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Conventional wisdom says it can't be done this way. It says you can't win consistently, can't win big and can't win in the playoffs without a strong running game. The Bucs say different. Everything about them says different. Certainly their 23-10 victory against Carolina on Sunday at Raymond James Stadium says different. It was a victory earned with their running game producing only 67 yards. And their 8-2 record, the best for a Bucs team after 10 games, says different. After all, five of those victories came in games in which the Bucs ran for less than 100 yards and another came in a game in which they ran for 101 but averaged less than 4 yards per carry.

Even their place in the standings says different. The Bucs woke up today alone atop the NFC South and shoulder to shoulder with Green Bay atop the entire league. With six games to play, including a big battle next week against the Packers, nothing, including a playoff berth, is a lock. Still, playing in the postseason - and playing at home in the postseason - suddenly is within the Bucs' grasp. ``We control our own destiny now,'' said defensive end Warren Sapp, who had a big hand in bailing out a running game that averaged 2.3 yards a carry Sunday.

Sapp fell on a fumble caused by Simeon Rice to account for one of four Bucs takeaways. The other three were interceptions, two of which set up scores that allowed Tampa Bay to break a 10-10 third-quarter tie and later pad its lead. It was Sapp who shook off the effects of a sore back to lead a defense that held the Panthers to 231 total yards, including a very Buc-like 61 yards rushing. It was the sixth time this year that the defense limited an opponent to less than 300 yards, and one notable observer believes defense like that is all the Bucs need to get to where they want to go. ``Their defense is fantastic,'' Panthers center Jeff Mitchell said. ``I was with the [Super Bowl champion Baltimore] Ravens two years ago, and that's how we won the whole thing - with defense. Why can't they?''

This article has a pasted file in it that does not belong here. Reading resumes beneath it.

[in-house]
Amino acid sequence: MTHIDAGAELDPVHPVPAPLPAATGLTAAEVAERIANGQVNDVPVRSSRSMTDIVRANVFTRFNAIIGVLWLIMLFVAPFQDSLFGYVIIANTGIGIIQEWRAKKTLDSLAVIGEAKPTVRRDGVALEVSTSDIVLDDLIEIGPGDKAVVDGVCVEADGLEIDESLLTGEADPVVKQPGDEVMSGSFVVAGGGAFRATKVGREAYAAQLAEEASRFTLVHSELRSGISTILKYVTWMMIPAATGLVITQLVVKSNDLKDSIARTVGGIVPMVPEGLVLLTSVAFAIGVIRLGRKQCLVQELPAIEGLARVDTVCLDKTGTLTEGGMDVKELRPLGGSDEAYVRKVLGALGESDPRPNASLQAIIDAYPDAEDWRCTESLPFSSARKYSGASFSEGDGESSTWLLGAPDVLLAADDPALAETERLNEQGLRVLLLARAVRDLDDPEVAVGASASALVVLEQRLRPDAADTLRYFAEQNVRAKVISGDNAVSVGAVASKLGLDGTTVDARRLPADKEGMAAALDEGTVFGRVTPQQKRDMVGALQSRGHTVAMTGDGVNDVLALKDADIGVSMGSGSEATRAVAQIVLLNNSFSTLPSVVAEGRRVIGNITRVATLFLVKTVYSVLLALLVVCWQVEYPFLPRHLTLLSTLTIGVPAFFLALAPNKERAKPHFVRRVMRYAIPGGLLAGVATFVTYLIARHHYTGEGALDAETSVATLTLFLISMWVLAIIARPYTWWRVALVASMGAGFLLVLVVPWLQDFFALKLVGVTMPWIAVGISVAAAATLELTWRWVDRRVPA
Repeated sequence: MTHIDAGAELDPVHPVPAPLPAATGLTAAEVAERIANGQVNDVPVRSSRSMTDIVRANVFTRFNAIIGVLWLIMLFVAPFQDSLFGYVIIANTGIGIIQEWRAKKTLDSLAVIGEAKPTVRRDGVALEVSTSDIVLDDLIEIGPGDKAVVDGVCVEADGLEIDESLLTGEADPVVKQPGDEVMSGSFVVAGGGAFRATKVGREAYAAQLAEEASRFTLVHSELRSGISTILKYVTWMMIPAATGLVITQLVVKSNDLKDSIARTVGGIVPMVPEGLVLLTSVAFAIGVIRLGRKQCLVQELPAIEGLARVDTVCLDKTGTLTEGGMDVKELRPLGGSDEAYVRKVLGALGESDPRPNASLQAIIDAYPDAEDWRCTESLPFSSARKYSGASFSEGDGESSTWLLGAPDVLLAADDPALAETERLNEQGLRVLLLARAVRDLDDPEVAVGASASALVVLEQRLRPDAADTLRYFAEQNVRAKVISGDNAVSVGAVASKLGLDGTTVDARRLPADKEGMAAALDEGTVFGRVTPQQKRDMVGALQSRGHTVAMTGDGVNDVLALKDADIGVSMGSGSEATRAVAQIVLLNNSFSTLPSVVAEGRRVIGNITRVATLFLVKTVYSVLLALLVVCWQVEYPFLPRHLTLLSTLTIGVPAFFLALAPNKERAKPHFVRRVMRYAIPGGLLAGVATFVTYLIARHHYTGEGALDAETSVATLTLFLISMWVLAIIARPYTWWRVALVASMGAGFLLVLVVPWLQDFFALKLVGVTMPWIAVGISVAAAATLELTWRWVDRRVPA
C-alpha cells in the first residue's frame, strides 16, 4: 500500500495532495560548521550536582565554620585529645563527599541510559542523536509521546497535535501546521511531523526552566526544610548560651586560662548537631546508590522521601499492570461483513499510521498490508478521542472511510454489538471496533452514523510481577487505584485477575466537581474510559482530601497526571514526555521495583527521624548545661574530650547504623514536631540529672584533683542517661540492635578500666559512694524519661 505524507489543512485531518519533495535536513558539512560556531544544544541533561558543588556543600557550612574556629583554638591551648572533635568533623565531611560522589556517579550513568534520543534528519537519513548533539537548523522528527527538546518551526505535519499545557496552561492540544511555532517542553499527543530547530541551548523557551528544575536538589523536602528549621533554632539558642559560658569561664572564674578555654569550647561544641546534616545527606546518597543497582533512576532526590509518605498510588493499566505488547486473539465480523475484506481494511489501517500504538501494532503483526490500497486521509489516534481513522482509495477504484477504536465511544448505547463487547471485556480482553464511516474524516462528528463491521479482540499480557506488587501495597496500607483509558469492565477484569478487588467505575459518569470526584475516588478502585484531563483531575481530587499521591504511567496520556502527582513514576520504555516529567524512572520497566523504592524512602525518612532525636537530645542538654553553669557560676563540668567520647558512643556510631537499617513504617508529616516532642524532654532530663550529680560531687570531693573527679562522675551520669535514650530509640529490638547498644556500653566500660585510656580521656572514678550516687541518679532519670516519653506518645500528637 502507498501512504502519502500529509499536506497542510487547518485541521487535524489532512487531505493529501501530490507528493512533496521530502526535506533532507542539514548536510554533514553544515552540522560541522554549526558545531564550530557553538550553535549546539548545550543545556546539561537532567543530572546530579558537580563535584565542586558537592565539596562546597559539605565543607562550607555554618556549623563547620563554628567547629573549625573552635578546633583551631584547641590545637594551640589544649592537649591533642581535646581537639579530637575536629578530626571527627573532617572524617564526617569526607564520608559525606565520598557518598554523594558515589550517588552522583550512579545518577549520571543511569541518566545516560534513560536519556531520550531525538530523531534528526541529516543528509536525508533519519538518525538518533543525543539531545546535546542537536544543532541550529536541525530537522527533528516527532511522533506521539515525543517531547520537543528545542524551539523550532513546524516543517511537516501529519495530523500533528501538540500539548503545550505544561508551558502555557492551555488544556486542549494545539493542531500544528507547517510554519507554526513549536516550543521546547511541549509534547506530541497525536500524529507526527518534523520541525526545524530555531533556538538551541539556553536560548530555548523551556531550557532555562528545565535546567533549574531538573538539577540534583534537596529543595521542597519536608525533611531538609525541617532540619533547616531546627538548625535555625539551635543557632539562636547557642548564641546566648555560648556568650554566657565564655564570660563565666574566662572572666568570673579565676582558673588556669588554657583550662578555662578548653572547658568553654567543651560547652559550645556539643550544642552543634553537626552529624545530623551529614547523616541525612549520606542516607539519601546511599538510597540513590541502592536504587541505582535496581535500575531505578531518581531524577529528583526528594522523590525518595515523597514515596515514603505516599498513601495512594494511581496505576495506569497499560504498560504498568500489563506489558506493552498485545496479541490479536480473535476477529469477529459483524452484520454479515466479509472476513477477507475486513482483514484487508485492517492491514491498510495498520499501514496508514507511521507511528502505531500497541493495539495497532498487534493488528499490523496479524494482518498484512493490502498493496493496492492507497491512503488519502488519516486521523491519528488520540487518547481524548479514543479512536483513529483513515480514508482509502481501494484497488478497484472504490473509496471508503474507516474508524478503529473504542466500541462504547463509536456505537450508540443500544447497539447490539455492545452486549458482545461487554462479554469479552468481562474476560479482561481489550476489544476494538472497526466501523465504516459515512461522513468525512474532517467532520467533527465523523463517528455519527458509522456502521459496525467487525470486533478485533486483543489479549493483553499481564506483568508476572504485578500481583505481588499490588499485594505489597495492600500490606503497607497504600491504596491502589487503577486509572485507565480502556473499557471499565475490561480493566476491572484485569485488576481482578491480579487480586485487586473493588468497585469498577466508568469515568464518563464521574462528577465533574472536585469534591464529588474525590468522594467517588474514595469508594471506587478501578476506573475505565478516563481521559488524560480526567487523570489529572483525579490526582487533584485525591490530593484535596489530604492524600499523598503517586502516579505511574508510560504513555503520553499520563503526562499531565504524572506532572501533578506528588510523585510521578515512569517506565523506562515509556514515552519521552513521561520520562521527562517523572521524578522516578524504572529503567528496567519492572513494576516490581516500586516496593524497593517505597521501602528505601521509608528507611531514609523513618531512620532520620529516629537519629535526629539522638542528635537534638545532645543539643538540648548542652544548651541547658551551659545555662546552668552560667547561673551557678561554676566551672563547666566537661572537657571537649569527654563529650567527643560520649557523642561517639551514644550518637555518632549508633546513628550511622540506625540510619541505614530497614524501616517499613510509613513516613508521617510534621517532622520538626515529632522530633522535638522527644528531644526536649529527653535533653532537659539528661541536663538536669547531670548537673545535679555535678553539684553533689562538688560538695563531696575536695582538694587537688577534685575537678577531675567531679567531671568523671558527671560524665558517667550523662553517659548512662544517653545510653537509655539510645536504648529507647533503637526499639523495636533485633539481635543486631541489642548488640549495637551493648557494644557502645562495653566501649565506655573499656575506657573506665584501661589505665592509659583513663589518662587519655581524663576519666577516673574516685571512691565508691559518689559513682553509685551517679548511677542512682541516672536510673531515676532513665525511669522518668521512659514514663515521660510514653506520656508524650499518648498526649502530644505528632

Only history says they can't. In the past 20 years, only one team - the 1996 Patriots - won a Super Bowl while averaging less than 100 yards rushing per game. Maybe that's why Coach Jon Gruden, hinting at the running game, said again Sunday that, ``We still have a lot of work to do'' offensively. That has been a mantra of his all season, and one look at Bucs history tells you why. Since 1998 the Bucs are 7-17 in games in which they have rushed for less than 100 yards. This year has been different. Much different. The Bucs are 5-2 when rushing for less than 100 yards this season, and Sunday's victory was typical of what those games have been like. ``It just looked better than 67 yards,'' Sapp said of the Bucs' rushing effort. ``It didn't look like we were getting bogged down. I mean, we're still doing an excellent job of moving the chains.''

The Bucs did that Sunday thanks to a defense that consistently gave them good field position and to a passing game that produced 253 yards and two touchdowns, one to Keenan McCardell and one to Keyshawn Johnson. It was a passing attack that, like the defense, often bailed out the running game. Never was that more the case than in the second quarter, when fullback Mike Alstott was stopped for no gain on a third-and-goal from the Panthers 1. The Bucs were down 7-0 after a 20-yard touchdown pass from Rodney Peete to Steve Smith, which came in the wake of an Aaron Stecker fumble seven plays into their first drive. Feeling they needed seven points instead of three, the Bucs went for it on fourth down and scored when Brad Johnson hit Keyshawn Johnson for a 1-yard touchdown.

Later, after a Michael Pittman fumble allowed the Panthers to take a 10-7 lead, it was the passing game that again came through. This time, Brad Johnson completed three of six passes, including a 26-yarder to Joe Jurevicius on a third- and-two play, to move the Bucs into position for the first of Martin Gramatica's three field goals. ``We hit some big plays,'' Brad Johnson said of the passing game, which contributed two catches of more than 20 yards from Jurevicius and one each from Rickey Dudley and McCardell. ``The big thing with the running game is that we're not giving up on it. We're getting our 25 runs in there, and that's important.''

Nor will the Bucs give up on the running game. Gruden promised as much, and so did his bosses. ``We're doing it all different ways,'' said Joel Glazer, the son of Bucs owner Malcolm Glazer and a team executive vice president. ``Eight and two feels just great; it's very exciting. I know this franchise has never been 8-2 before, but we've got more work to do.''

Roy Cummings The Tampa Tribune November 2002